3. Add the gsutil directory absolute path to the PATH environmental variable.
  4. Create or append gsutil\boto absolute path to the PYTHONPATH environment variable.
  5. If it does not exist, create a HOME environmental variable to locate the tool and set the proper access rights (try echo %USERPROFILE% in a command window).
  6. In a command line console execute gsutil.py ls to create the .boto config file. Any valid command will work.

Now you can use the python command to run gsutil from a command line console.

To learn how to use gsutil, see the Hello Google Cloud Storage! exercises, or simply run "gsutil help".

Installing from the Python Package Index (PyPi)

Experimental!

Installing gsutil via PyPi is an experimental and rapidly changing new feature for Google Cloud Storage. Unfortunately, this means that we may make backwards-incompatible changes. We will inform the community when this feature is no longer experimental.
 

CentOS, RHEL, and Fedora


  1. Install required system packages.

    Several packages are required to successfully install gsutil from PyPi. You can install them with the following command:

    sudo yum install gcc openssl-devel python-devel python-setuptools

  2. Install pip.

    We recommend using the pip installer. You can install it with the following command:

    sudo easy_install -U pip

  3. Install gsutil from PyPi.

    To install gsutil from PyPi, use the following command:

    sudo pip install gsutil

That's it. You're ready to start using gsutil. To see a listing of gsutil commands, type gsutil at the command prompt.

Updating gsutil

The gsutil update command is not available when installing via PyPi. To update gsutil, use the pip installer:

sudo pip install -U gsutil

Debian and Ubuntu


  1. Install required system packages.

    Several packages are required to successfully install gsutil from PyPi. You can install them with the following command:

    sudo apt-get install gcc python-dev python-setuptools

  2. Install pip.

    We recommend using the pip installer. You can install it with the following command:

    sudo easy_install -U pip

  3. Install gsutil from PyPi.

    To install gsutil from PyPi, use the following command:

    sudo pip install gsutil

That's it. You're ready to start using gsutil. To see a listing of gsutil commands, type gsutil at the command prompt.

Updating gsutil

The gsutil update command is not available when installing via PyPi. To update gsutil, use the pip installer:

sudo pip install -U gsutil

Mac OS X


  1. Install pip.

    We recommend using the pip installer. You can install it with the following command:

    sudo easy_install -U pip

  2. Install gsutil from PyPi.

    To install gsutil from PyPi, use the following command:

    sudo pip install gsutil

That's it. You're ready to start using gsutil. To see a listing of gsutil commands, type gsutil at the command prompt.

Updating gsutil

The gsutil update command is not available when installing via PyPi. To update gsutil, use the pip installer:

sudo pip install -U gsutil

Windows


Installing gsutil from PyPi is not support on Windows.

How to Set Up Credentials to Access Protected Data

Installing gsutil allows you to download and access publicly-accessible objects, but in order to access protected data or write to a protected bucket, you need to set up credentials to access the Google Cloud Storage service. For example, if someone else has created a Google Cloud Storage account and uploaded data that is only accessible to you or other specific individuals, you need to set up your credentials to the Google Cloud Storage service to be able to access this data.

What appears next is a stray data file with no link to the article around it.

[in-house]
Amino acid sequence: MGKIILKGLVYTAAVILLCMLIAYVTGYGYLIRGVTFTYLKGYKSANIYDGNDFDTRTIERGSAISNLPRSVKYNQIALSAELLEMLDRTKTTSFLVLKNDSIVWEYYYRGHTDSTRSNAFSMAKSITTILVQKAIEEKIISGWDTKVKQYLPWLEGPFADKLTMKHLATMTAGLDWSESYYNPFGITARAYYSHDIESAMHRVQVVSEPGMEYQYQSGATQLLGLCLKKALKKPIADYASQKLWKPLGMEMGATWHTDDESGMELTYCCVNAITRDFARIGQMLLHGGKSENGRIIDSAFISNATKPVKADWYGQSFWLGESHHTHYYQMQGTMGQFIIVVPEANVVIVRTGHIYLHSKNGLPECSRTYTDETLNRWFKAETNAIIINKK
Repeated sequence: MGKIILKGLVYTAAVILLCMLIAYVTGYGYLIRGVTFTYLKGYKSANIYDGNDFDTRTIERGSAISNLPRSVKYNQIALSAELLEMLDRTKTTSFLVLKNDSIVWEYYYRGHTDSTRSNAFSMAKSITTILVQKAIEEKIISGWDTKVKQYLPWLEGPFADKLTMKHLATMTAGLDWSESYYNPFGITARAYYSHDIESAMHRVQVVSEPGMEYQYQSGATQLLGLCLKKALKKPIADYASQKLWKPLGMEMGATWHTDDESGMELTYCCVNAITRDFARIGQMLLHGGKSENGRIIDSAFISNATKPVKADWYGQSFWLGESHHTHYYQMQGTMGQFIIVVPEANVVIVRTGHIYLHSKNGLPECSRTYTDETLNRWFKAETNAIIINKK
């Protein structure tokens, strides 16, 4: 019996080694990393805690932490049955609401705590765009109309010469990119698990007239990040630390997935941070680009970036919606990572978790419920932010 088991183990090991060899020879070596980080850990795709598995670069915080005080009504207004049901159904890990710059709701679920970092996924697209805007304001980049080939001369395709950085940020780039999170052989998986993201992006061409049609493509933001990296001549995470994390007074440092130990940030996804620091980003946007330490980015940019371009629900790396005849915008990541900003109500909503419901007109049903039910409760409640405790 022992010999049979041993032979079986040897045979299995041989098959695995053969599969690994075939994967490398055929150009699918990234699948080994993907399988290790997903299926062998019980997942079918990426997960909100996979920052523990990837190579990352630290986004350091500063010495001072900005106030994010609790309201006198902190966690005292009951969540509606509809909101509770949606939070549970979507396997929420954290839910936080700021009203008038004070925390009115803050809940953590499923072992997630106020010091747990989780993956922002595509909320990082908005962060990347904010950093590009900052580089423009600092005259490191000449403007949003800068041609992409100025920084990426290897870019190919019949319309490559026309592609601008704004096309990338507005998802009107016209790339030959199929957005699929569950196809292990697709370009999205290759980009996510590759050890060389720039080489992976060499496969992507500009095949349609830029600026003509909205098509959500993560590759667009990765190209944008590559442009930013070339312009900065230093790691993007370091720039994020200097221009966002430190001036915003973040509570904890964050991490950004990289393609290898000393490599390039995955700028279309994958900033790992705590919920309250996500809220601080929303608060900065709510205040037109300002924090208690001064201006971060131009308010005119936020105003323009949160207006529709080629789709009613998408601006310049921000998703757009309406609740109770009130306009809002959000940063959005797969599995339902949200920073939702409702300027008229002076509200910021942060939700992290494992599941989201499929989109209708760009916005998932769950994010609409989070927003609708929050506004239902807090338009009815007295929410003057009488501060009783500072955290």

Authenticate to Google Cloud Storage on Linux and OS X


  1. Open a new command prompt instance.
  2. Run gsutil config at the command prompt.

    The first time you run this command, gsutil prints a URL to the authorization page where you can authorize gsutil to access Google Cloud Storage. The gsutil dialog looks similar to the following:

    This script will create a boto config file at <your_homedir>/.boto
    containing your credentials, based on your responses to the following questions.
    
    Please navigate your browser to the following URL: <http://urlto/authorization/dialog>
    In your browser you should see a page that requests you to authorize gsutil to access
    Google Cloud Storage on your behalf. After you approve, an authorization code will be displayed.
    
    Enter the authorization code:
    

    Note: If you want gsutil to launch a browser window for you, type gsutil config -b instead of gsutil config. However, if you are using SSH to connect to a remote machine, the -b option may not work.


  3. Copy and paste the URL into a browser window.

    If prompted, sign in with the Google account associated with your Google Cloud Storage data in the browser window.

  4. Click the Allow Access button.

    This authorizes gsutil to access Google Cloud Storage.

  5. Copy the authorization code that appears on the next page into the gsutil prompt and press Enter.
  6. Log in to the Google Developers Console to find a project ID you can specify as the default project.

    After you provide an authorization code, gsutil prints the prompt below and prints the URL to the Google Developers Console. Copy and paste the URL into a browser window.

    Please navigate your browser to the following URL:
    https://console.developers.google.com/
    What is your project-id?
    
  7. Copy and paste the project ID into gsutil.

    Choose a project to set as the default for gsutil by clicking on the Overview tab on the left, copying the project ID and entering the project ID into the gsutil prompt. If you were given a project ID, you can enter it here. You can only set one project ID for gsutil at a time.